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South Korea stopped using dye to mark protesters in 2015.
Human rights groups have criticized the practice as an invasive form of surveillance.
Hong Kong police used dye cannons on protesters demonstrating last year against the Chinese government.
A Facebook post shared over 3,000 times falsely claims that South Korean police spray rioters with dye to mark them for later arrest.
"South Korea sprays rioters with dye so they can be identified & arrested later. Should America do the same?" the post reads.
Korea used dye to mark protesters in the past during a pro-unification rally in 1998, a protest against U.S. President George W. Bush in 2008, and anti-police-brutality rallies. However, it stopped the practice in 2015.
In June, a spokesperson for the Korean National Police Agency told AFP, "No such dye has been used in protest control."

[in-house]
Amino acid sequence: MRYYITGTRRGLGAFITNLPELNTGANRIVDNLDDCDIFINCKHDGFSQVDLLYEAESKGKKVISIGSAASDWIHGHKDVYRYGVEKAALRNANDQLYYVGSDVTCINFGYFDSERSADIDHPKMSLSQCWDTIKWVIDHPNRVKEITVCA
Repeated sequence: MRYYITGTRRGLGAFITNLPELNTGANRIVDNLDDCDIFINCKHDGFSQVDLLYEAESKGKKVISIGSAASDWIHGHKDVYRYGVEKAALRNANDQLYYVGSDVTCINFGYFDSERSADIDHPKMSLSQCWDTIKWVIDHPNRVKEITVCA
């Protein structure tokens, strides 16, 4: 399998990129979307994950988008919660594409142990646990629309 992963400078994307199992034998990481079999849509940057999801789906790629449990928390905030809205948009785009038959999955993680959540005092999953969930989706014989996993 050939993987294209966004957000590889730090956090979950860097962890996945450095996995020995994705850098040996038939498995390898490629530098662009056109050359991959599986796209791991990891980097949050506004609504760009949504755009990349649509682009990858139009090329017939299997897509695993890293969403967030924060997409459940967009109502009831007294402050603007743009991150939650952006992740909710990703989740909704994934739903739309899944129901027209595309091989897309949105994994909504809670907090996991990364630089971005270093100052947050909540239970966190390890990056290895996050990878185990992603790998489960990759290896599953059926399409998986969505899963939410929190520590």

Such dyes were used in Hong Kong as recently as last year against demonstrators protesting a law that would have allowed extraditions to mainland China.
Similar posts falsely attributing the use of dye to Japanese police feature photographs taken in Hong Kong during police crackdowns.
The use of dye against protesters has also been recorded in Uganda, India, Hungary and apartheid-era South Africa. Human-rights groups have criticized the practice, calling it an invasive surveillance tool and comparing it to public shaming.
A Facebook post reads, "South Korea sprays rioters with dye so they can be identified & arrested later."
South Korea used dye to mark protesters in the past, but stopped using dye cannons in 2015. We rate this post Mostly False.
AP, "South Korea: Police bomb protesting students with yellow dye," Aug 16, 1998
The Atlantic, "Hong Kong’s protests have cemented its identity," Aug. 18, 2019
Open Democracy, "White-washing the water cannon: salesmen, scientific experts and human rights abuses," Feb. 25, 2014
Daily Mail, "Riot of colour: Ugandan police use water cannon to spray protesters with PINK dye," May 11, 2011
Facebook post, Aug. 29, 2020
Facebook post, June 22, 2020
Slate, "Purple water cannons," Jun. 12, 2008
Time, "Purple rain protest in Cape Town, 1998," Jun. 28, 2011
USA Today, "Hungarian police fire rubber bullets at anti-government rioters in Budapest," Oct. 23, 2006
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